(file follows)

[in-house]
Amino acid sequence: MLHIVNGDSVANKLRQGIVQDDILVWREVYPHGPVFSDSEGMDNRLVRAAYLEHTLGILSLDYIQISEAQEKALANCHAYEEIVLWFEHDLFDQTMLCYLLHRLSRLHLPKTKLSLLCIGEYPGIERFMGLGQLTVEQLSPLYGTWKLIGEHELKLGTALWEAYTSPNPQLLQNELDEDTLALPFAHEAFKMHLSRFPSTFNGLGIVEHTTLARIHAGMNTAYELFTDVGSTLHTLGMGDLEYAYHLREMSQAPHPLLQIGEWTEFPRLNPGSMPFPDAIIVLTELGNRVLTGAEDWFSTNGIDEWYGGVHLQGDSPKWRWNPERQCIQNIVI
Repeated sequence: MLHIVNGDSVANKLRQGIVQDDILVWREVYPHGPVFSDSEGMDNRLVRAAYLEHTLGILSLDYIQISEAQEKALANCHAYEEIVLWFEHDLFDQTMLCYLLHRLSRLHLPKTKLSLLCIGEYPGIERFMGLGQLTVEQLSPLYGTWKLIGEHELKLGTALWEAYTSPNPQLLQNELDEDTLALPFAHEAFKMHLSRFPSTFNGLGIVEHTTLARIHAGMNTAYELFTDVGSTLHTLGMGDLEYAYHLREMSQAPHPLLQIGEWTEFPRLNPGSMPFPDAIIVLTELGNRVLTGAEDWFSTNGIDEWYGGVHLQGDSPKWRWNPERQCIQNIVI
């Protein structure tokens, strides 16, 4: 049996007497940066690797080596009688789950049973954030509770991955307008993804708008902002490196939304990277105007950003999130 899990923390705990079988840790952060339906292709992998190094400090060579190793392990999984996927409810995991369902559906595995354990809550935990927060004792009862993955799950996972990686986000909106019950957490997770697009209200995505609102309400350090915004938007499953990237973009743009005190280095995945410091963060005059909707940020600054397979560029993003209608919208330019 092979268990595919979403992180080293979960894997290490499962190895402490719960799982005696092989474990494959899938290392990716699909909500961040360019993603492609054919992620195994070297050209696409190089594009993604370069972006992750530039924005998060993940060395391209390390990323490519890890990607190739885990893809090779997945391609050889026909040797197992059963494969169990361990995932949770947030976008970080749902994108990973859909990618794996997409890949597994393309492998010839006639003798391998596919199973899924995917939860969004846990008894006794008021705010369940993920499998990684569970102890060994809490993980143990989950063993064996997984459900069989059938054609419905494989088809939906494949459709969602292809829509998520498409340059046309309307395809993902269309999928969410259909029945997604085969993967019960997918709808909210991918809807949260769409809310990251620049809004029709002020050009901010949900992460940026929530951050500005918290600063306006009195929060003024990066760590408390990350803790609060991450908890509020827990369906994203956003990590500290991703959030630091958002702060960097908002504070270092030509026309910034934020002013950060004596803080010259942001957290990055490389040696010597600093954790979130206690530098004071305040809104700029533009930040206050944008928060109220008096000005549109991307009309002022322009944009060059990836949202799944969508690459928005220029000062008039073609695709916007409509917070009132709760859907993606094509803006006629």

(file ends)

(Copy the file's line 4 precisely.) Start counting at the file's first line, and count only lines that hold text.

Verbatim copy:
């Protein structure tokens, strides 16, 4: 049996007497940066690797080596009688789950049973954030509770991955307008993804708008902002490196939304990277105007950003999130 899990923390705990079988840790952060339906292709992998190094400090060579190793392990999984996927409810995991369902559906595995354990809550935990927060004792009862993955799950996972990686986000909106019950957490997770697009209200995505609102309400350090915004938007499953990237973009743009005190280095995945410091963060005059909707940020600054397979560029993003209608919208330019 092979268990595919979403992180080293979960894997290490499962190895402490719960799982005696092989474990494959899938290392990716699909909500961040360019993603492609054919992620195994070297050209696409190089594009993604370069972006992750530039924005998060993940060395391209390390990323490519890890990607190739885990893809090779997945391609050889026909040797197992059963494969169990361990995932949770947030976008970080749902994108990973859909990618794996997409890949597994393309492998010839006639003798391998596919199973899924995917939860969004846990008894006794008021705010369940993920499998990684569970102890060994809490993980143990989950063993064996997984459900069989059938054609419905494989088809939906494949459709969602292809829509998520498409340059046309309307395809993902269309999928969410259909029945997604085969993967019960997918709808909210991918809807949260769409809310990251620049809004029709002020050009901010949900992460940026929530951050500005918290600063306006009195929060003024990066760590408390990350803790609060991450908890509020827990369906994203956003990590500290991703959030630091958002702060960097908002504070270092030509026309910034934020002013950060004596803080010259942001957290990055490389040696010597600093954790979130206690530098004071305040809104700029533009930040206050944008928060109220008096000005549109991307009309002022322009944009060059990836949202799944969508690459928005220029000062008039073609695709916007409509917070009132709760859907993606094509803006006629």